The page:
One of the earliest sources in these chronological frameworks is booklet of I.Elovskii, the participant of retreat Separate Orenburg army officer of one of the Orenburg Cossack regiments. Being in the Ataman A.Dutov’s detachment he moved to China then to USA. Traces of it lost in 1927 in California. In 1921, Elovskii in Beijing in the printing house of the Uspensky Monastery in Russian spiritual mission published his memoir “Hungry campaign of Orenburg Army”.  Someone known as Xinjiang (possible that it is a pseudonym) published small article “Way of the Cross Separate Orenburg army. Karkalinks Hungry steppe 1919” [4] in “The light of Asia” published in Harbin in 1937. This kinds of publication for many years were not available for the mass Russian readers, as it was written by representatives of the “white movement”, regarded as hostile to the Soviet regime. These works are not for censorship, they were written by those who have realized their defeat. Perhaps that is why the intensity of the tragedy in these texts is very high. 

In his memoirs was saved the route, part of the retreating army (Cossacks moved with their families), psychological climate in the army of the broken, the climatic features of the territory on which the movement was carried out household details. It is so interesting the description of the yurts, which the author calls the tents: “The way from Karkalinsk to Sergiopol lay through Karkalinsk steppe and was very long. In the famous points on the way here there were exhibited Kyrgyz summer tents where can placed commandants stages. The appointment of his tent, certainly, was not justified, as at 30 and 40 degrees below zero was almost indifferent where to be outdoors or under the leaking summer tent of Kyrgyz without heating. The only thing that this tent was useful for is to point out the direction of the parts to follow, as well as facilitated for communication and unification of the parts. Deceased in transit paths passed for landmark commandants for burial, of course, without any religious ceremony. Commandant entrusted funeral for subordinate, his Kyrgyz headman and he in his turn to someone else”. These events relate to the end of 1919.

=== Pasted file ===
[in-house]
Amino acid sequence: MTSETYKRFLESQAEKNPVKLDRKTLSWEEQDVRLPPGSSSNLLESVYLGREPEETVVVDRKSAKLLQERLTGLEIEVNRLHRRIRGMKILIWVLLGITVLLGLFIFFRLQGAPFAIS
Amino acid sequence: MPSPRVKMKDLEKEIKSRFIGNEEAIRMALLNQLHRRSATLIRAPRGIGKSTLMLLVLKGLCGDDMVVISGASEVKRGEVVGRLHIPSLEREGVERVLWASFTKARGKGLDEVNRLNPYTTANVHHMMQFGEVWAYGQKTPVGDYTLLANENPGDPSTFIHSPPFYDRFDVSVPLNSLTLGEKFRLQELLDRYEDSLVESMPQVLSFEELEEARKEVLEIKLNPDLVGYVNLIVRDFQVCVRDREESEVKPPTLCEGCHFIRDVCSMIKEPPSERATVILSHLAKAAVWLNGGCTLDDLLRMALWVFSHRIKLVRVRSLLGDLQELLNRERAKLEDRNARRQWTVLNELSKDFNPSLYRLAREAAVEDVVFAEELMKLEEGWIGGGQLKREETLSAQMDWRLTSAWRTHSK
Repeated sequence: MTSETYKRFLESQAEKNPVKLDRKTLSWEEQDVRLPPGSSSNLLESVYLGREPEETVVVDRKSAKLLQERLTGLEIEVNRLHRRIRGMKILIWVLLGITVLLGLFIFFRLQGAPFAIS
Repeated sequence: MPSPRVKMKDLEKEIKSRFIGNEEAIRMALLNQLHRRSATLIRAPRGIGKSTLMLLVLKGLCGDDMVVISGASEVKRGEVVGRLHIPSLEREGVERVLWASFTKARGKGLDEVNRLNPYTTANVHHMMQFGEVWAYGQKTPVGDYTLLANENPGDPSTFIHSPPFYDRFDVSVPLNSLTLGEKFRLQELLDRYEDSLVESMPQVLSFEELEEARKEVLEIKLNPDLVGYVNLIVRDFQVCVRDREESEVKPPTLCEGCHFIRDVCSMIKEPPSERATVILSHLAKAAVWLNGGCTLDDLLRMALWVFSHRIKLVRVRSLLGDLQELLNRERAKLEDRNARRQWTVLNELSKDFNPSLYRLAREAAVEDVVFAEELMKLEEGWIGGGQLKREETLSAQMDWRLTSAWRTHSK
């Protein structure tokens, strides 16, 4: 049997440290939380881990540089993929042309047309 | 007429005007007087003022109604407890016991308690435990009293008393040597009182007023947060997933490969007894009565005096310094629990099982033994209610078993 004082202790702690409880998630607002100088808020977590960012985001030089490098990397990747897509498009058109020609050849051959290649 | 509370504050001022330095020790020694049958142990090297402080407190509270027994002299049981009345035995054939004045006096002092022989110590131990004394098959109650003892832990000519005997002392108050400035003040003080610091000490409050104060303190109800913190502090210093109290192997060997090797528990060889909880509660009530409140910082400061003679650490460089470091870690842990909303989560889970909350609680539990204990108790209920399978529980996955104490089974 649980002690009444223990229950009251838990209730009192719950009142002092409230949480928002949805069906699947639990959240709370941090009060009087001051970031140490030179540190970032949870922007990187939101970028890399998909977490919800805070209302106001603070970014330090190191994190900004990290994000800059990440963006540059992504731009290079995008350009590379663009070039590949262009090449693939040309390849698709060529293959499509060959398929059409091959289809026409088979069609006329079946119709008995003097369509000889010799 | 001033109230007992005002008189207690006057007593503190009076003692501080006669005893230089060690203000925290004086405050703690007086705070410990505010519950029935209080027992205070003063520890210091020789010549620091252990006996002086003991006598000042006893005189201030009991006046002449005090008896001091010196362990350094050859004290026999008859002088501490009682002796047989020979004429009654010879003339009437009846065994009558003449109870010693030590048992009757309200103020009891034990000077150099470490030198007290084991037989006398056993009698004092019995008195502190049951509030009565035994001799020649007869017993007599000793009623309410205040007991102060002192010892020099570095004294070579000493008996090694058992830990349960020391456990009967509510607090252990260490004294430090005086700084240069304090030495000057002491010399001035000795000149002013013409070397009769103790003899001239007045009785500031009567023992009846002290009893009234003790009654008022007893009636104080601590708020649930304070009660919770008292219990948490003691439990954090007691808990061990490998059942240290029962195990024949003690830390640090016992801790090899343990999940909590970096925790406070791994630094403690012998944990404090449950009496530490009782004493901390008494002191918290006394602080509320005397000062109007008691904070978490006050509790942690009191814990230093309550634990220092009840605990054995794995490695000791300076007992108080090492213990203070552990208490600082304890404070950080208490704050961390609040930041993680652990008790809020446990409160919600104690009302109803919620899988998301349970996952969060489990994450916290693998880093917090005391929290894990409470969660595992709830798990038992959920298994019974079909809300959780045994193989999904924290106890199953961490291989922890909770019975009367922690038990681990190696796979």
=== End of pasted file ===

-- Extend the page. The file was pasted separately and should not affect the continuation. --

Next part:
Many pages were devoted to Karkaralinsk in the memoirs of Soviet power of academician Shafik Chokin [5]. In the second half of the 1920s he studied at the Kazakh Pedagogical College.   His description contains several themes: the nature of the region, city, household residents and confiscation of property of becks. As he recalls, "in this sleepy town the only entertainment was walking to visit relatives and friends". The value of this text is in its multidimensionality. Chokin studied from Russian teachers settlers spoke with relatives and peers, so in his memoirs present as the life of Russian exiles as well as citizens - the Kazakhs. The story about a tea party in a relatives’ yurt with samovar, description of the house and way of life of a Kazakh veterinarian is very bright. Also tells in detail about the life of students.   


Houses in the Old Town, Karaganda. 1940s,  Karaganda Regional History Museum. COM 682. Positive original. Published there.